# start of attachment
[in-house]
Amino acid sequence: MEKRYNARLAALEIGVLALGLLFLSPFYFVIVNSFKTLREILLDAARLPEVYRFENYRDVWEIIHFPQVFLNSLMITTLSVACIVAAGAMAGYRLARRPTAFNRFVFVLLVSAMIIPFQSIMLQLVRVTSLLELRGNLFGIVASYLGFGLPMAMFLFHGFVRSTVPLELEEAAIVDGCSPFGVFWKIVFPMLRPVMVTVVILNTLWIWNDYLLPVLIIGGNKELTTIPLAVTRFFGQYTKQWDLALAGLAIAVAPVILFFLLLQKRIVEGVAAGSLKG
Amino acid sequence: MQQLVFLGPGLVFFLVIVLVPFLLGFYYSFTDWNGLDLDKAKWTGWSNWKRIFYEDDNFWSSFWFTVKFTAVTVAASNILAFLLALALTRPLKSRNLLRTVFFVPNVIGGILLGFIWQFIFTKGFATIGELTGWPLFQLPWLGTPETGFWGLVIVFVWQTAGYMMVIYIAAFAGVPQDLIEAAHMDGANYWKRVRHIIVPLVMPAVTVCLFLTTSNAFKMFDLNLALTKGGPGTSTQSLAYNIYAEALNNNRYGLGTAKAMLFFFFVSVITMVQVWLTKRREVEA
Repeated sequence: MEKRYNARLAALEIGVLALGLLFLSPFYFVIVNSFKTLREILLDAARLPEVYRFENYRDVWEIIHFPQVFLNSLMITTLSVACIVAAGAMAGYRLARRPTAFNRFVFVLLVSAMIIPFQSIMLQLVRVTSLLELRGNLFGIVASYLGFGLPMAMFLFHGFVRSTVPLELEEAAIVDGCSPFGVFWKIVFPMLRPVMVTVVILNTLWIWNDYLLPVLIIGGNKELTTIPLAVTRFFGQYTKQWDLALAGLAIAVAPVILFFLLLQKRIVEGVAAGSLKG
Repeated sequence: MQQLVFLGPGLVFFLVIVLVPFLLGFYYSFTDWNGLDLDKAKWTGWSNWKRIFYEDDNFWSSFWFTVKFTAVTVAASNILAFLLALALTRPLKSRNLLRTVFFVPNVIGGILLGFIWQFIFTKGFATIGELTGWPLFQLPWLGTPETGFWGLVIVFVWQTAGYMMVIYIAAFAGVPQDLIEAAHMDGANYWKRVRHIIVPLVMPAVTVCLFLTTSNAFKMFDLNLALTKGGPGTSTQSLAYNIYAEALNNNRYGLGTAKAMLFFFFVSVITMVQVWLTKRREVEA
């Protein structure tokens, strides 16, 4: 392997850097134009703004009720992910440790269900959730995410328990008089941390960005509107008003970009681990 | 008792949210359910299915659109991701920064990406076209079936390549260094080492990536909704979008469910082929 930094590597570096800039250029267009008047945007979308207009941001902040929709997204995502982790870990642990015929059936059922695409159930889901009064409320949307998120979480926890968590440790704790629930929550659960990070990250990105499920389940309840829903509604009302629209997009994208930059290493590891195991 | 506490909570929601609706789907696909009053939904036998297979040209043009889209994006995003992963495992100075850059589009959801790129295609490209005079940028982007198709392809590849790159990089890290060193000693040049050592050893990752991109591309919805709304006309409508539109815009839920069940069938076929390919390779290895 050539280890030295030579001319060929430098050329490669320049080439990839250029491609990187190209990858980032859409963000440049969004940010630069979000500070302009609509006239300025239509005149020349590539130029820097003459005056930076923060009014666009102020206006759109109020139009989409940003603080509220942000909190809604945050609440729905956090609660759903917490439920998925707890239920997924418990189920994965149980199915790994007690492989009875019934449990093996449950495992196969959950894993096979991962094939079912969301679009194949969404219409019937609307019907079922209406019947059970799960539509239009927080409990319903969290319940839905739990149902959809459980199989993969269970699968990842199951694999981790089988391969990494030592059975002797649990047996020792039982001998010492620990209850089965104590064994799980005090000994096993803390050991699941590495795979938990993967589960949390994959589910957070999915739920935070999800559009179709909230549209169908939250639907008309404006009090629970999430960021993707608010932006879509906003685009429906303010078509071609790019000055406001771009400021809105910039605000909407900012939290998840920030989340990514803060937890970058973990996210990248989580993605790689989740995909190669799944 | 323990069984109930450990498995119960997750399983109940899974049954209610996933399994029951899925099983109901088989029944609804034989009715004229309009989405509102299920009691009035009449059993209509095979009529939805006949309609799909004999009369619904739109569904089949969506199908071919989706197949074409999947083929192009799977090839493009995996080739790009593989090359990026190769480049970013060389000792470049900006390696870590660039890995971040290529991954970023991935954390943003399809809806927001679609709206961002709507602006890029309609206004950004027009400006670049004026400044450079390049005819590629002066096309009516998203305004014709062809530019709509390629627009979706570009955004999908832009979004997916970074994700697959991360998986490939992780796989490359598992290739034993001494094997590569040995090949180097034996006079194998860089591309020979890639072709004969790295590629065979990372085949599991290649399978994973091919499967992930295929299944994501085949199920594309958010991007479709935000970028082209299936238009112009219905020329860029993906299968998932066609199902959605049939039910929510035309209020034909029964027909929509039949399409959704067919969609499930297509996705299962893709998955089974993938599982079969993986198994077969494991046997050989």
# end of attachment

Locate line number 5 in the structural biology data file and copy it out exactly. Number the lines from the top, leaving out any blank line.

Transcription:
Repeated sequence: MQQLVFLGPGLVFFLVIVLVPFLLGFYYSFTDWNGLDLDKAKWTGWSNWKRIFYEDDNFWSSFWFTVKFTAVTVAASNILAFLLALALTRPLKSRNLLRTVFFVPNVIGGILLGFIWQFIFTKGFATIGELTGWPLFQLPWLGTPETGFWGLVIVFVWQTAGYMMVIYIAAFAGVPQDLIEAAHMDGANYWKRVRHIIVPLVMPAVTVCLFLTTSNAFKMFDLNLALTKGGPGTSTQSLAYNIYAEALNNNRYGLGTAKAMLFFFFVSVITMVQVWLTKRREVEA